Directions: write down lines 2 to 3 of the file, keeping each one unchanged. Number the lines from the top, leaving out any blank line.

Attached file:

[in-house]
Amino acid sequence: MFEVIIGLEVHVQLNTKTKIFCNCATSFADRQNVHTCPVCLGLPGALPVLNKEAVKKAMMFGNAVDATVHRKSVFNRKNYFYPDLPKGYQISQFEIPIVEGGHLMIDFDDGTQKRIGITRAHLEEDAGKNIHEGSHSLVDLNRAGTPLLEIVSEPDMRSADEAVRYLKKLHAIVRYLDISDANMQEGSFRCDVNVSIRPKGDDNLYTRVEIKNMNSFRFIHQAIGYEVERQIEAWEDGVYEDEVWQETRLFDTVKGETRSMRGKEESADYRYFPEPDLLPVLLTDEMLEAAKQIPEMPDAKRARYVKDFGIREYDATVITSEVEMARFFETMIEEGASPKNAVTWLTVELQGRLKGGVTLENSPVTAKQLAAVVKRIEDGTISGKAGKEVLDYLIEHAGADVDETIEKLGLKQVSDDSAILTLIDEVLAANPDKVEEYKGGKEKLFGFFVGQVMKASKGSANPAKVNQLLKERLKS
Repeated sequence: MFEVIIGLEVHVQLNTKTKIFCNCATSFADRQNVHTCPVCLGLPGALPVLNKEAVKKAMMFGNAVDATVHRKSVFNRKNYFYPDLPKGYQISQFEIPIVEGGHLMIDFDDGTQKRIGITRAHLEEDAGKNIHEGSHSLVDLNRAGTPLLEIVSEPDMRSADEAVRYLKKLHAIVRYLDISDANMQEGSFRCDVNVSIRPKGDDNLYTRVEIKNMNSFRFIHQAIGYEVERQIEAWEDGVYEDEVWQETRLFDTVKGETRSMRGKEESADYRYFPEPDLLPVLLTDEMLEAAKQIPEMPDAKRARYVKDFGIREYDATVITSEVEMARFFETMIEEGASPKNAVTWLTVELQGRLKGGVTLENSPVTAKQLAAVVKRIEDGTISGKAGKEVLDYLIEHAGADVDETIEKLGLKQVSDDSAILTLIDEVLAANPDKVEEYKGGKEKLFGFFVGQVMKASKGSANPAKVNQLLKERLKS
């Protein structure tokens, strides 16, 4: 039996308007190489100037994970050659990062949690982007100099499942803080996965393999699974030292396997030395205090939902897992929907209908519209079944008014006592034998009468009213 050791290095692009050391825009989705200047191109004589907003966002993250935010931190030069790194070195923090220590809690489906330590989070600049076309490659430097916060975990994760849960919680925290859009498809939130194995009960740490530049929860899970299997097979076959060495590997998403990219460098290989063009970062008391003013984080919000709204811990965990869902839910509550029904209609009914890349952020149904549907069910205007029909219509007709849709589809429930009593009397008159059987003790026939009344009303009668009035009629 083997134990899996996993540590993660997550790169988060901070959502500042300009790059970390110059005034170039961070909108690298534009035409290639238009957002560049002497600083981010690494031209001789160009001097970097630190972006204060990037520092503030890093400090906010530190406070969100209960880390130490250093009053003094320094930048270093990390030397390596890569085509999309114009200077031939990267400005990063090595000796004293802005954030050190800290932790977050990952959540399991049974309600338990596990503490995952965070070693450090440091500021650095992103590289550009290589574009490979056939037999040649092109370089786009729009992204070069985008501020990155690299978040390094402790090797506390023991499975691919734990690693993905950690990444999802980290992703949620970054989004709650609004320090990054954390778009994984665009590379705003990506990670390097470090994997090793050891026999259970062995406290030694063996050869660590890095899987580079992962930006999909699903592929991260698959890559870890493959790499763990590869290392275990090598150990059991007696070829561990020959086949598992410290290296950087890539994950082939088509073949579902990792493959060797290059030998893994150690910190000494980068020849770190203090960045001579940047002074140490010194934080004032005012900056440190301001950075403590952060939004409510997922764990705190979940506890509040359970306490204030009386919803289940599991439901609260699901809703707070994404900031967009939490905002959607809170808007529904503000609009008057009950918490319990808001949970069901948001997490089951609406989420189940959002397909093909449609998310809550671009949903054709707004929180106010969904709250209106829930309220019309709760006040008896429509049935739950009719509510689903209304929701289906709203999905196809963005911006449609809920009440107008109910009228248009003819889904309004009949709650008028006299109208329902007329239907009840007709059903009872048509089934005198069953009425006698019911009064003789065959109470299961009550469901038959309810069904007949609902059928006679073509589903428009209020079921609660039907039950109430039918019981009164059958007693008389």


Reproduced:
Amino acid sequence: MFEVIIGLEVHVQLNTKTKIFCNCATSFADRQNVHTCPVCLGLPGALPVLNKEAVKKAMMFGNAVDATVHRKSVFNRKNYFYPDLPKGYQISQFEIPIVEGGHLMIDFDDGTQKRIGITRAHLEEDAGKNIHEGSHSLVDLNRAGTPLLEIVSEPDMRSADEAVRYLKKLHAIVRYLDISDANMQEGSFRCDVNVSIRPKGDDNLYTRVEIKNMNSFRFIHQAIGYEVERQIEAWEDGVYEDEVWQETRLFDTVKGETRSMRGKEESADYRYFPEPDLLPVLLTDEMLEAAKQIPEMPDAKRARYVKDFGIREYDATVITSEVEMARFFETMIEEGASPKNAVTWLTVELQGRLKGGVTLENSPVTAKQLAAVVKRIEDGTISGKAGKEVLDYLIEHAGADVDETIEKLGLKQVSDDSAILTLIDEVLAANPDKVEEYKGGKEKLFGFFVGQVMKASKGSANPAKVNQLLKERLKS
Repeated sequence: MFEVIIGLEVHVQLNTKTKIFCNCATSFADRQNVHTCPVCLGLPGALPVLNKEAVKKAMMFGNAVDATVHRKSVFNRKNYFYPDLPKGYQISQFEIPIVEGGHLMIDFDDGTQKRIGITRAHLEEDAGKNIHEGSHSLVDLNRAGTPLLEIVSEPDMRSADEAVRYLKKLHAIVRYLDISDANMQEGSFRCDVNVSIRPKGDDNLYTRVEIKNMNSFRFIHQAIGYEVERQIEAWEDGVYEDEVWQETRLFDTVKGETRSMRGKEESADYRYFPEPDLLPVLLTDEMLEAAKQIPEMPDAKRARYVKDFGIREYDATVITSEVEMARFFETMIEEGASPKNAVTWLTVELQGRLKGGVTLENSPVTAKQLAAVVKRIEDGTISGKAGKEVLDYLIEHAGADVDETIEKLGLKQVSDDSAILTLIDEVLAANPDKVEEYKGGKEKLFGFFVGQVMKASKGSANPAKVNQLLKERLKS